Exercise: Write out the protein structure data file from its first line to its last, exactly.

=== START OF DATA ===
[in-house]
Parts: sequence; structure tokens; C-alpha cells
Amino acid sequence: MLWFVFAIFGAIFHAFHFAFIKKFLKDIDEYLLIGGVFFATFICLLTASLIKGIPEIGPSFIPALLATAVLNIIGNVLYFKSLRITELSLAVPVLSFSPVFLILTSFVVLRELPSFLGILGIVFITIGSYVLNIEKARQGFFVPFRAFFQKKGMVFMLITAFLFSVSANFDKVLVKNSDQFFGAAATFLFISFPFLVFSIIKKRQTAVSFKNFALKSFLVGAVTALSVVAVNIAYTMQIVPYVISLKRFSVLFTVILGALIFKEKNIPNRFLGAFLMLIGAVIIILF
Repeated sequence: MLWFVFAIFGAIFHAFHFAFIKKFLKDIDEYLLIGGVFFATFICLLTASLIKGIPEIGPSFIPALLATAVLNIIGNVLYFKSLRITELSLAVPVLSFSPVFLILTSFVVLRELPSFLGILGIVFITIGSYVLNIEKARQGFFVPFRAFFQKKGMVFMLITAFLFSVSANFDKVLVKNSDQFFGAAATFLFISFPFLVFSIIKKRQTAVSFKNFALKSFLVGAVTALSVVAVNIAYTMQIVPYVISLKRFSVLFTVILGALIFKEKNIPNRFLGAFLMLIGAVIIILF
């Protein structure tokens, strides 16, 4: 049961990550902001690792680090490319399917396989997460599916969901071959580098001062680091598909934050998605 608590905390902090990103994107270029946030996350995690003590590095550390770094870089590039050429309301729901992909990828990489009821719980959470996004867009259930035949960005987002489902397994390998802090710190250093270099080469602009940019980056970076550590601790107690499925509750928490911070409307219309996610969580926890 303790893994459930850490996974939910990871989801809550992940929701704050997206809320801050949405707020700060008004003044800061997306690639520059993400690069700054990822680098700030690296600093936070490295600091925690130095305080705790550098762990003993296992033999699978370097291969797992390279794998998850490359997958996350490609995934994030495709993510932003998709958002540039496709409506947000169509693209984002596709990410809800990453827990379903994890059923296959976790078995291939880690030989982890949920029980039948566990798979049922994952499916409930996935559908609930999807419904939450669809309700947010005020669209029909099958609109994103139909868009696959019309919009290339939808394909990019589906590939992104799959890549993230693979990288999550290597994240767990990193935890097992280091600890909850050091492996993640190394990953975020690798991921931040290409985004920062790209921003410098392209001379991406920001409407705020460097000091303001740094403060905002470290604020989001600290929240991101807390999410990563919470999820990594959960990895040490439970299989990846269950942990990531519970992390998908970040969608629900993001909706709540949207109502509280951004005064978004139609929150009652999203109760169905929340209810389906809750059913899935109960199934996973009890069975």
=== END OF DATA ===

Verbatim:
[in-house]
Parts: sequence; structure tokens; C-alpha cells
Amino acid sequence: MLWFVFAIFGAIFHAFHFAFIKKFLKDIDEYLLIGGVFFATFICLLTASLIKGIPEIGPSFIPALLATAVLNIIGNVLYFKSLRITELSLAVPVLSFSPVFLILTSFVVLRELPSFLGILGIVFITIGSYVLNIEKARQGFFVPFRAFFQKKGMVFMLITAFLFSVSANFDKVLVKNSDQFFGAAATFLFISFPFLVFSIIKKRQTAVSFKNFALKSFLVGAVTALSVVAVNIAYTMQIVPYVISLKRFSVLFTVILGALIFKEKNIPNRFLGAFLMLIGAVIIILF
Repeated sequence: MLWFVFAIFGAIFHAFHFAFIKKFLKDIDEYLLIGGVFFATFICLLTASLIKGIPEIGPSFIPALLATAVLNIIGNVLYFKSLRITELSLAVPVLSFSPVFLILTSFVVLRELPSFLGILGIVFITIGSYVLNIEKARQGFFVPFRAFFQKKGMVFMLITAFLFSVSANFDKVLVKNSDQFFGAAATFLFISFPFLVFSIIKKRQTAVSFKNFALKSFLVGAVTALSVVAVNIAYTMQIVPYVISLKRFSVLFTVILGALIFKEKNIPNRFLGAFLMLIGAVIIILF
């Protein structure tokens, strides 16, 4: 049961990550902001690792680090490319399917396989997460599916969901071959580098001062680091598909934050998605 608590905390902090990103994107270029946030996350995690003590590095550390770094870089590039050429309301729901992909990828990489009821719980959470996004867009259930035949960005987002489902397994390998802090710190250093270099080469602009940019980056970076550590601790107690499925509750928490911070409307219309996610969580926890 303790893994459930850490996974939910990871989801809550992940929701704050997206809320801050949405707020700060008004003044800061997306690639520059993400690069700054990822680098700030690296600093936070490295600091925690130095305080705790550098762990003993296992033999699978370097291969797992390279794998998850490359997958996350490609995934994030495709993510932003998709958002540039496709409506947000169509693209984002596709990410809800990453827990379903994890059923296959976790078995291939880690030989982890949920029980039948566990798979049922994952499916409930996935559908609930999807419904939450669809309700947010005020669209029909099958609109994103139909868009696959019309919009290339939808394909990019589906590939992104799959890549993230693979990288999550290597994240767990990193935890097992280091600890909850050091492996993640190394990953975020690798991921931040290409985004920062790209921003410098392209001379991406920001409407705020460097000091303001740094403060905002470290604020989001600290929240991101807390999410990563919470999820990594959960990895040490439970299989990846269950942990990531519970992390998908970040969608629900993001909706709540949207109502509280951004005064978004139609929150009652999203109760169905929340209810389906809750059913899935109960199934996973009890069975």